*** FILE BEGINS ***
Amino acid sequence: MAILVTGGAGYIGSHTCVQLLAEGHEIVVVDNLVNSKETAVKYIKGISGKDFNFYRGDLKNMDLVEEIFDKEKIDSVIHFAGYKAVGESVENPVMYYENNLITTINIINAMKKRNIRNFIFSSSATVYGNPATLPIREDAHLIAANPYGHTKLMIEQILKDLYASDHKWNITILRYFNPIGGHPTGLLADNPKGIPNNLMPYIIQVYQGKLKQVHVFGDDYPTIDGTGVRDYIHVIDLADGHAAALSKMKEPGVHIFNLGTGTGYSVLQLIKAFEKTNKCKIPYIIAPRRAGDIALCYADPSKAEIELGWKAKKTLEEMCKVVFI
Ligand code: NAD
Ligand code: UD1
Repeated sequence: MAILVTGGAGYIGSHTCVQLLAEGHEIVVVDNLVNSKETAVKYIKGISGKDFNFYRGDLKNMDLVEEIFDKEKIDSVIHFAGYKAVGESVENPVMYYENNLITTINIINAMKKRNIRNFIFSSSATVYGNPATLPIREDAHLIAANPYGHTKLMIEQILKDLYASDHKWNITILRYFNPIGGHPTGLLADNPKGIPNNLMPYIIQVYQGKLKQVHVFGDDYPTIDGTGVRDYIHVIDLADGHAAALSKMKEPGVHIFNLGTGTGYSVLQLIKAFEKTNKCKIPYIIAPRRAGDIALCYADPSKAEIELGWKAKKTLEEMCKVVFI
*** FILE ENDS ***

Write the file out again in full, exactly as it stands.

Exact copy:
Amino acid sequence: MAILVTGGAGYIGSHTCVQLLAEGHEIVVVDNLVNSKETAVKYIKGISGKDFNFYRGDLKNMDLVEEIFDKEKIDSVIHFAGYKAVGESVENPVMYYENNLITTINIINAMKKRNIRNFIFSSSATVYGNPATLPIREDAHLIAANPYGHTKLMIEQILKDLYASDHKWNITILRYFNPIGGHPTGLLADNPKGIPNNLMPYIIQVYQGKLKQVHVFGDDYPTIDGTGVRDYIHVIDLADGHAAALSKMKEPGVHIFNLGTGTGYSVLQLIKAFEKTNKCKIPYIIAPRRAGDIALCYADPSKAEIELGWKAKKTLEEMCKVVFI
Ligand code: NAD
Ligand code: UD1
Repeated sequence: MAILVTGGAGYIGSHTCVQLLAEGHEIVVVDNLVNSKETAVKYIKGISGKDFNFYRGDLKNMDLVEEIFDKEKIDSVIHFAGYKAVGESVENPVMYYENNLITTINIINAMKKRNIRNFIFSSSATVYGNPATLPIREDAHLIAANPYGHTKLMIEQILKDLYASDHKWNITILRYFNPIGGHPTGLLADNPKGIPNNLMPYIIQVYQGKLKQVHVFGDDYPTIDGTGVRDYIHVIDLADGHAAALSKMKEPGVHIFNLGTGTGYSVLQLIKAFEKTNKCKIPYIIAPRRAGDIALCYADPSKAEIELGWKAKKTLEEMCKVVFI